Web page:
The agency is asking for information on other side underride guards available in the U.S. and more information on factors not included in its cost-benefit analysis, such as:

  • Effects of side underride guards on trailer operations
  • Additional wear and tear on equipped trailers
  • Potential obstruction of proper safety inspections
  • Possible impact on port and loading dock operations
  • Cost and weight of strengthening the beams, frame rails, and floor of the trailer

 

 

Opposition to Side Underride Guard Mandate

The Owner-Operator Independent Drivers Association (OOIDA) opposes a side underride guard mandate, citing NHTSA’s research as evidence that the cost of a mandate would outweigh the benefits. OOIDA President Todd Spencer criticized the new Advisory Committee on Underride Protection, which will make recommendations to the Secretary of Transportation on safety regulations related to underride crashes.

Underride Advisory Committee Members

NHTSA announced the committee members, selected for their expertise, training, or experience in trucking and transportation safety areas, as well as law enforcement. The committee includes representatives from families of underride crash victims, truck safety organizations, motor vehicle crash investigators, law enforcement, labor organizations, motor vehicle engineers, the insurance industry, motor carriers, and truck and trailer manufacturers.

Public Comment Period and Next Steps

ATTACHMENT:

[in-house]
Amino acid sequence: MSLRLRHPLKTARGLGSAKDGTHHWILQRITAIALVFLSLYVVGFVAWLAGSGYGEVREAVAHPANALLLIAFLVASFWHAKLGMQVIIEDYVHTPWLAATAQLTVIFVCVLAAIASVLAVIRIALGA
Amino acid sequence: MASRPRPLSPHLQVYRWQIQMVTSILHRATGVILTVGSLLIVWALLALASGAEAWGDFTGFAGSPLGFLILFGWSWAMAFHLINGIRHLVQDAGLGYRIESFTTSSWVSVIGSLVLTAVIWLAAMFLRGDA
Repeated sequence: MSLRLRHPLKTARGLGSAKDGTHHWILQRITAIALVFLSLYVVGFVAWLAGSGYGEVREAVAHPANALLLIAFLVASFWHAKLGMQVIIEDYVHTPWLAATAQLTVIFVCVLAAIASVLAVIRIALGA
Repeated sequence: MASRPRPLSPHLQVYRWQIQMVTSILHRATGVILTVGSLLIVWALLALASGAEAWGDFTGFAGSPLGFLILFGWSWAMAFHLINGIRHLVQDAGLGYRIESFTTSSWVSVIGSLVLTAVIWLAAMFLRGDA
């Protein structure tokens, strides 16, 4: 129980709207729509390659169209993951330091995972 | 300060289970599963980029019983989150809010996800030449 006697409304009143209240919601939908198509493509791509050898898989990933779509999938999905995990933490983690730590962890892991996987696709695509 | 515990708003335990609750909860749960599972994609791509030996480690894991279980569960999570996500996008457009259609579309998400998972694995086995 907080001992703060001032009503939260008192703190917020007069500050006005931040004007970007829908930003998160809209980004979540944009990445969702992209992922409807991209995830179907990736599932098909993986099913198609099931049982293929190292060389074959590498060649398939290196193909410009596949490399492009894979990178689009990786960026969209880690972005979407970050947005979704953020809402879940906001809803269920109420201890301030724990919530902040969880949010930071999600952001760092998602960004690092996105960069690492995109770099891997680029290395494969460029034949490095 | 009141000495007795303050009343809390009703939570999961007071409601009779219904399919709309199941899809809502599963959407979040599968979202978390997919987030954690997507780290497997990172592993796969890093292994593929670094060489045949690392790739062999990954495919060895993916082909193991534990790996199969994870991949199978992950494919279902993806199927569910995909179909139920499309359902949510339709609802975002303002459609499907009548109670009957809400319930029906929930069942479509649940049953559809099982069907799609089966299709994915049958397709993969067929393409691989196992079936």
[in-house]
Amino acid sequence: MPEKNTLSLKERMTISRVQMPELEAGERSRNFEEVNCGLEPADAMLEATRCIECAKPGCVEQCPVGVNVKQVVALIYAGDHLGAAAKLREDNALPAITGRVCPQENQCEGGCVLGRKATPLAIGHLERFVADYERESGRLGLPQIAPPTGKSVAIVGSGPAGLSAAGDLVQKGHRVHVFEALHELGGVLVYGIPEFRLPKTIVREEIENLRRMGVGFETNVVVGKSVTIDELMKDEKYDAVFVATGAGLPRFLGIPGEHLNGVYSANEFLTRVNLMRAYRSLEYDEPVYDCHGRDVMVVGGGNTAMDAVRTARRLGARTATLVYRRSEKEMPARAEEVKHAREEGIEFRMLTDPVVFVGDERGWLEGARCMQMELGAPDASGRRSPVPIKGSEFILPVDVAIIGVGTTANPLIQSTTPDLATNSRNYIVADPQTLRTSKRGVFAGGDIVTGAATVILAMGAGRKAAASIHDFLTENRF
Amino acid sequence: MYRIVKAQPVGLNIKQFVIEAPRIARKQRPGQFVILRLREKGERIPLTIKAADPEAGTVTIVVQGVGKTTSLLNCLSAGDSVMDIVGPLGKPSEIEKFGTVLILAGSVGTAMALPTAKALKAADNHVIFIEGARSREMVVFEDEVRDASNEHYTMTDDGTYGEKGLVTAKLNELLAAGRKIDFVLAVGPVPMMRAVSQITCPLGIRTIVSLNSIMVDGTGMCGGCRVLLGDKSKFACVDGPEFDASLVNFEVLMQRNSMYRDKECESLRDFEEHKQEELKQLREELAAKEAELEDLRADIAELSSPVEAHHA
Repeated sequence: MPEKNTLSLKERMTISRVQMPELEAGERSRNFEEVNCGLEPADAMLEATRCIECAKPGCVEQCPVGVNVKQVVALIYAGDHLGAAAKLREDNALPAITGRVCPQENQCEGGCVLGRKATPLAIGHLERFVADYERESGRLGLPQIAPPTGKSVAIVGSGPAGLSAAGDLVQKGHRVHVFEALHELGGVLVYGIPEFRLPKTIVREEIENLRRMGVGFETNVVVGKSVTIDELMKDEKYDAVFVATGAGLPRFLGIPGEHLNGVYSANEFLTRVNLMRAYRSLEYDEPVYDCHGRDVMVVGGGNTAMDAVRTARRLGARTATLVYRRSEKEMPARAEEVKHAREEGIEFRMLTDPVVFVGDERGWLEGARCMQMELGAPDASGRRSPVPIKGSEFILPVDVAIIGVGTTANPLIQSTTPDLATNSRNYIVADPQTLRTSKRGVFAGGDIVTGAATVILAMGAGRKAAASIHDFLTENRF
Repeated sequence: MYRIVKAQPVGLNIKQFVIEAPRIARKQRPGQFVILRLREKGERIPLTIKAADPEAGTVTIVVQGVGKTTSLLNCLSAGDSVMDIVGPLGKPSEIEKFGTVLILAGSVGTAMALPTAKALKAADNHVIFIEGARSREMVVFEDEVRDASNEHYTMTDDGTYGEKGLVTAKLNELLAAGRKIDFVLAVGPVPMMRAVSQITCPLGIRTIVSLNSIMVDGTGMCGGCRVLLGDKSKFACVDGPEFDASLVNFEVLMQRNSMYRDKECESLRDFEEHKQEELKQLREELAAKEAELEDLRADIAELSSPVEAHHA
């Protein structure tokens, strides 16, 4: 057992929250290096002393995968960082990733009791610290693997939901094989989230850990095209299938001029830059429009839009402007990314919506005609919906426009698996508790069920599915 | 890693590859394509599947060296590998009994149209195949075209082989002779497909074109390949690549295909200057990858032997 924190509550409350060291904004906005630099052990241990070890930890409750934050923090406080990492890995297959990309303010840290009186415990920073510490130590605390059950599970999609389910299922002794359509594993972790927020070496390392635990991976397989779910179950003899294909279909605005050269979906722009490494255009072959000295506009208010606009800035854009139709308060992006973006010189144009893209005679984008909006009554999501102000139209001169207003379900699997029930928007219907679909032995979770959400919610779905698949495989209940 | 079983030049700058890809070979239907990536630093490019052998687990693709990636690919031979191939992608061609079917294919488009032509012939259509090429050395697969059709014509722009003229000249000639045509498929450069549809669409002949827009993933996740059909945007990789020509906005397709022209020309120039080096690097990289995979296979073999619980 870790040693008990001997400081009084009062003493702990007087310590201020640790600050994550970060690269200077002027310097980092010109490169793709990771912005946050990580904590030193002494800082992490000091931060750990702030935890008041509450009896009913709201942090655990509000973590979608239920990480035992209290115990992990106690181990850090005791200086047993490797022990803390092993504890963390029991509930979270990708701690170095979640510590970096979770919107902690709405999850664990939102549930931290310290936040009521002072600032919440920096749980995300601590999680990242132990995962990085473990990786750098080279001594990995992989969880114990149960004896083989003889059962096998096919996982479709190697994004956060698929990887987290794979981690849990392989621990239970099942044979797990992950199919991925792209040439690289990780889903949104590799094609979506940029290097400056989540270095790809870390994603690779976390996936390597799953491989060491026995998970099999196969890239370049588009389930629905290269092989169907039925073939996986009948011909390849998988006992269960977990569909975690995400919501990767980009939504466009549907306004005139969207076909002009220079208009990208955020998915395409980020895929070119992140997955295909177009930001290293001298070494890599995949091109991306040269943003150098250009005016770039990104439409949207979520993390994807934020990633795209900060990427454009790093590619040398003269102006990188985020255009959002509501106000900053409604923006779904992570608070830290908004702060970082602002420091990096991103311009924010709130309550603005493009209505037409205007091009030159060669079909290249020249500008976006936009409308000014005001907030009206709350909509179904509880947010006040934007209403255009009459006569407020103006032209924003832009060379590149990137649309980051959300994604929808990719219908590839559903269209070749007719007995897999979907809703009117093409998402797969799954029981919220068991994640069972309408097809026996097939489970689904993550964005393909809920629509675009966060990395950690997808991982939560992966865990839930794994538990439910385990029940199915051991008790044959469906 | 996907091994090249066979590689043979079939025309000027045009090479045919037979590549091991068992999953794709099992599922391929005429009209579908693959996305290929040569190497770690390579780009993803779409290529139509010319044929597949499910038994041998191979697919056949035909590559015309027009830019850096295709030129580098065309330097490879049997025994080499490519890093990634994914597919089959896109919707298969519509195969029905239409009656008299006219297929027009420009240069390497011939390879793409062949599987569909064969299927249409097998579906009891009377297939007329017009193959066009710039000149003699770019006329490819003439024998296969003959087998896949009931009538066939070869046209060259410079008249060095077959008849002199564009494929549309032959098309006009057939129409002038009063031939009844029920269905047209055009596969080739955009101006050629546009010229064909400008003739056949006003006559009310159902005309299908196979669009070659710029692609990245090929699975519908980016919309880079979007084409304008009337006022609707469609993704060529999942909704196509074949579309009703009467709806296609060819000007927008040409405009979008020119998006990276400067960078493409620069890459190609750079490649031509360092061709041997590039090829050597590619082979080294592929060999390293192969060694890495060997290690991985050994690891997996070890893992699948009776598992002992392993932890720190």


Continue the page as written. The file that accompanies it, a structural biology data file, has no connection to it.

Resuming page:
Comments on the advance notice of proposed rule-making close 60 days after publication in the Federal Register. To view the full ANPRM and to comment, visit www.regulations.gov; the docket number is NHTSA-2023-0012.

AngelWing guard tested by the Insurance Institute for Highway Safety in 2017 – IIHS crash test comparison with AngelWing and without.

 

Implications of NHTSA Side Underride Guards Regulations

A diagram showing an overview of a tractor-trailer, illustrating the positions of rear and side underride guards. The rear underride guard is a horizontal bar attached to the back of the trailer, while the side underride guard is a series of vertical bars or a continuous panel running along the lower side of the trailer to prevent vehicles from sliding underneath during an accident.

Cost-benefit analysis of side underride guards is crucial in determining their implementation.

Should the NHTSA move forward with mandating side underride guards for trailers, it could have significant implications for the trucking industry. These potential effects include:

  • Increased upfront costs for trailer manufacturers and trucking companies
  • Additional fuel costs due to increased weight
  • Changes in trailer loading patterns and operations
  • Possible impact on trailer lifespan and maintenance requirements

Importance of Side Underride Guard Regulations for Road Safety

While the NHTSA’s cost-benefit analysis has raised concerns among some stakeholders, it is essential to consider the potential benefits of implementing side underride guards. These benefits include:

  • Saving lives and preventing serious injuries
  • Enhancing overall road safety for passenger vehicles
  • Aligning U.S. regulations with international standards for lateral protection devices

Possible Future Developments in Side Underride Guard Technology

A collection of images displaying different examples of side underride guards on tractor-trailers. The examples vary in design, ranging from vertical bars to continuous panels, and are installed along the lower side of the trailers to prevent passenger vehicles from sliding underneath in the event of a collision.